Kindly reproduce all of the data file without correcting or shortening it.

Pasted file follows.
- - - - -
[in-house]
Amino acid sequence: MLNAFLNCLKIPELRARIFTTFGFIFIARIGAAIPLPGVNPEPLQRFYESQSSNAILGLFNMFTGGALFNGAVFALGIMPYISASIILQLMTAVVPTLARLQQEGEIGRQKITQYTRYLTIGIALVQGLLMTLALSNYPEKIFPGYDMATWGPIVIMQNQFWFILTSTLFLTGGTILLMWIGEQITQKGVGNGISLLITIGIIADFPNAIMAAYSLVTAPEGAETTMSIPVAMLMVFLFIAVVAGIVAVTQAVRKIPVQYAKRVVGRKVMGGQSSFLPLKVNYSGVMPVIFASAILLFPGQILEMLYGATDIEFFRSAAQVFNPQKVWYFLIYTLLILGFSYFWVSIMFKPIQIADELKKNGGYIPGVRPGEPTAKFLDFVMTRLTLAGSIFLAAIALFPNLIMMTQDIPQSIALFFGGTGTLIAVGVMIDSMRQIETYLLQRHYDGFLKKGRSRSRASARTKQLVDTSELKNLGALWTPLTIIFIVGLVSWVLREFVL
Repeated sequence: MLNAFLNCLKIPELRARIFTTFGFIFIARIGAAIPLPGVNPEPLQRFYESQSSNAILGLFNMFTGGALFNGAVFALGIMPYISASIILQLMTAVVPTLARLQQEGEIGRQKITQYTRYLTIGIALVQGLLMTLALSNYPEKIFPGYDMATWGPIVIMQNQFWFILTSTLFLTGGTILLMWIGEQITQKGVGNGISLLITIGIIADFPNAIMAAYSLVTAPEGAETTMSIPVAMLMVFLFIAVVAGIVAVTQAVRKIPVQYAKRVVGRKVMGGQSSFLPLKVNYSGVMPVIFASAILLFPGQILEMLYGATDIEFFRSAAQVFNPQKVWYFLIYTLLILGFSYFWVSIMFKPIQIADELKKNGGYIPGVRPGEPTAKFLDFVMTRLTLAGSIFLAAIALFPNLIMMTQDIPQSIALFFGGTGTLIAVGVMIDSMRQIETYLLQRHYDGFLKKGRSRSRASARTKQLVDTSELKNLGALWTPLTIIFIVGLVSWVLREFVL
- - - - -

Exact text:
[in-house]
Amino acid sequence: MLNAFLNCLKIPELRARIFTTFGFIFIARIGAAIPLPGVNPEPLQRFYESQSSNAILGLFNMFTGGALFNGAVFALGIMPYISASIILQLMTAVVPTLARLQQEGEIGRQKITQYTRYLTIGIALVQGLLMTLALSNYPEKIFPGYDMATWGPIVIMQNQFWFILTSTLFLTGGTILLMWIGEQITQKGVGNGISLLITIGIIADFPNAIMAAYSLVTAPEGAETTMSIPVAMLMVFLFIAVVAGIVAVTQAVRKIPVQYAKRVVGRKVMGGQSSFLPLKVNYSGVMPVIFASAILLFPGQILEMLYGATDIEFFRSAAQVFNPQKVWYFLIYTLLILGFSYFWVSIMFKPIQIADELKKNGGYIPGVRPGEPTAKFLDFVMTRLTLAGSIFLAAIALFPNLIMMTQDIPQSIALFFGGTGTLIAVGVMIDSMRQIETYLLQRHYDGFLKKGRSRSRASARTKQLVDTSELKNLGALWTPLTIIFIVGLVSWVLREFVL
Repeated sequence: MLNAFLNCLKIPELRARIFTTFGFIFIARIGAAIPLPGVNPEPLQRFYESQSSNAILGLFNMFTGGALFNGAVFALGIMPYISASIILQLMTAVVPTLARLQQEGEIGRQKITQYTRYLTIGIALVQGLLMTLALSNYPEKIFPGYDMATWGPIVIMQNQFWFILTSTLFLTGGTILLMWIGEQITQKGVGNGISLLITIGIIADFPNAIMAAYSLVTAPEGAETTMSIPVAMLMVFLFIAVVAGIVAVTQAVRKIPVQYAKRVVGRKVMGGQSSFLPLKVNYSGVMPVIFASAILLFPGQILEMLYGATDIEFFRSAAQVFNPQKVWYFLIYTLLILGFSYFWVSIMFKPIQIADELKKNGGYIPGVRPGEPTAKFLDFVMTRLTLAGSIFLAAIALFPNLIMMTQDIPQSIALFFGGTGTLIAVGVMIDSMRQIETYLLQRHYDGFLKKGRSRSRASARTKQLVDTSELKNLGALWTPLTIIFIVGLVSWVLREFVL